Could your diet use a fruit and veggie boost? Could you use more energy? Meet spirulina A type of blue-green alga, spirulina has been nourishing humans for thousands of years.
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A type of blue-green alga, spirulina has been nourishing humans for thousands of years-from the ancient Mayans and Aztecs to today’s nutrition-savvy, multitasking women and men. And for good reason. A mere 3 grams of spirulina powder, or about 1 teaspoon, can match the benefits of 5 servings of fruits and vegetables, according to Gerald Cysewski, PhD, co-author of The Hawaiian Spirulina Equation.
Of course, spirulina doesn’t have the high fiber content or exact same nutrients as fruits and veggies. With some nutrients, such as iron and certain antioxidants, spirulina has more, and with others, such as vitamin C and calcium, it has less. But according to Cysewski, the comparison is a fair one because it takes into account the benefits of the combination of nutrients in each case. And the fruits and veggies used in the analysis were ones commonly eaten in the United States.
Cysewski focuses solely on Hawaiian spirulina, which is cultivated in pristine water 2,000 feet below the surface of the Pacific Ocean. While the exact nutritional profile of spirulina harvested from other areas will differ, there are common properties. And various types of spirulina, including varieties from Hawaii and California, have been tested in lab, animal, and human studies.
Nutritional analysis shows that spirulina is high in protein and contains healthy fats, a variety of vitamins and minerals, and powerful antioxidants. A few of its documented benefits:
- University of California, Davis researchers found that spirulina significantly improves the immune system, which helps ward off both viruses and bacteria.
- In treadmill tests, spirulina improved performance and endurance compared to a placebo.
- Studies in Japan found that certain antioxidants in spirulina have a blood-thinning effect, help to break down blood clots, and help to prevent thickening of blood vessels and atherosclerosis.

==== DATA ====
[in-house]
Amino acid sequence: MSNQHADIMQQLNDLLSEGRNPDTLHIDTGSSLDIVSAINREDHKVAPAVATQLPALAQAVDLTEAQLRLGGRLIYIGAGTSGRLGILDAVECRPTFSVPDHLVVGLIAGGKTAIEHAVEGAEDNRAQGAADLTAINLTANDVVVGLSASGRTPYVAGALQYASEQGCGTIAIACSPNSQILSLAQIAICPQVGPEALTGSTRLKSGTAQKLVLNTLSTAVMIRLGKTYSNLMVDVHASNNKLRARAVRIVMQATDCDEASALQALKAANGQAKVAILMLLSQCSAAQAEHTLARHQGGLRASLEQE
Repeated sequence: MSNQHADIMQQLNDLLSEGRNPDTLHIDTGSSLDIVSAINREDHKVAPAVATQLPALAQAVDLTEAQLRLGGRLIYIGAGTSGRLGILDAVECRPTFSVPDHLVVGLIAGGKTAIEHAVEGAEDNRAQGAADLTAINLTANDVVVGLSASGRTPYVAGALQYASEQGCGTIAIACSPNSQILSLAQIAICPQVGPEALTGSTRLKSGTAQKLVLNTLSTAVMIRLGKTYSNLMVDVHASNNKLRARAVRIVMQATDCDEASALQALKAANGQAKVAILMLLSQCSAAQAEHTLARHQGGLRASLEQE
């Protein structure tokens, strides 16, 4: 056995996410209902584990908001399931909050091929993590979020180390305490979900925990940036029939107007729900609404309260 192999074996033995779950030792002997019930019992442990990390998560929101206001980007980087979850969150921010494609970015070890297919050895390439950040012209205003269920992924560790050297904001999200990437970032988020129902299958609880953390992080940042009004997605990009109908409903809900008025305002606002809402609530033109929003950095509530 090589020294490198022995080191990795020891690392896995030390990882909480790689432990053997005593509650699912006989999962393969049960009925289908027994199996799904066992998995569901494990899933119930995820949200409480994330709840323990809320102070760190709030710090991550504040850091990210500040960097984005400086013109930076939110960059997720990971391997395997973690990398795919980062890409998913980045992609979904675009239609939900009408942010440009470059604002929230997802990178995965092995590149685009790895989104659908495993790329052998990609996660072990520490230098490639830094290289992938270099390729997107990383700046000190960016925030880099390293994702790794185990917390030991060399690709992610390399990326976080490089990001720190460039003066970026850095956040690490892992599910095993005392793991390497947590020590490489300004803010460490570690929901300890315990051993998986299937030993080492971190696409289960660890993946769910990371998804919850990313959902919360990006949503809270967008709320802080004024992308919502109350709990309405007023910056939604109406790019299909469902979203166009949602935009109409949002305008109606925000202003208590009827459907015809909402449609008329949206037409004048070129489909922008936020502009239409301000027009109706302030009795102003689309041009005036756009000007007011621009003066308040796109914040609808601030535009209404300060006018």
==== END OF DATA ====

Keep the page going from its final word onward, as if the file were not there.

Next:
- Other research found that spirulina helps to eliminate metals and other toxins from the body.
What to Look For
Available in both pills and powders, good quality spirulina is produced by companies that document and share information about their cultivating, drying, and storing processes. Algae grow in water-and will absorb toxins from their surrounding environment-so it’s important to choose spirulina that has been harvested from non-toxic environments. If in doubt, call the manufacturer and ask, or visit company websites.
The suggested dosage for adults is 3 grams (equivalent to about 1 tsp.) daily. For children, adjust for body weight as a fraction of 150 pounds (considered the average adult weight).
How to Eat Spirulina
If you don’t enjoy the flavor of spirulina, there are many ways to disguise it. “So little spirulina is needed to boost a recipe into superfood status that it’s quite easy to hide, from a taste standpoint,” says Julie Morris, author of Superfood Spirulina. Here are a few suggestions, plus two recipes from Morris’s book to help get you started:
- Smoothies and fresh-squeezed juices (½-1 tsp. per serving)
- Popcorn, sprinkled on with other seasonings (about 1 Tbs. per 1 large bowl)
- Dips, salsas, and raw soups (1-2 tsp. per 2-3 cups)
- Sandwiches or wraps (½ tsp. per sandwich)
- Raw desserts (because high heat destroys nutrients) with a chocolate flavor and creamy texture
Earth CircleOrganicsRaw Organic Spirulina Powder is cold-processed for maximum potency.
HealthForce SuperFoodsSpirulina Manna has been dried at low temperatures to preserve nutrients.
NutrexPure Hawaiian Spirulina Pacifica tablets can be refrigerated after opening to retain freshness.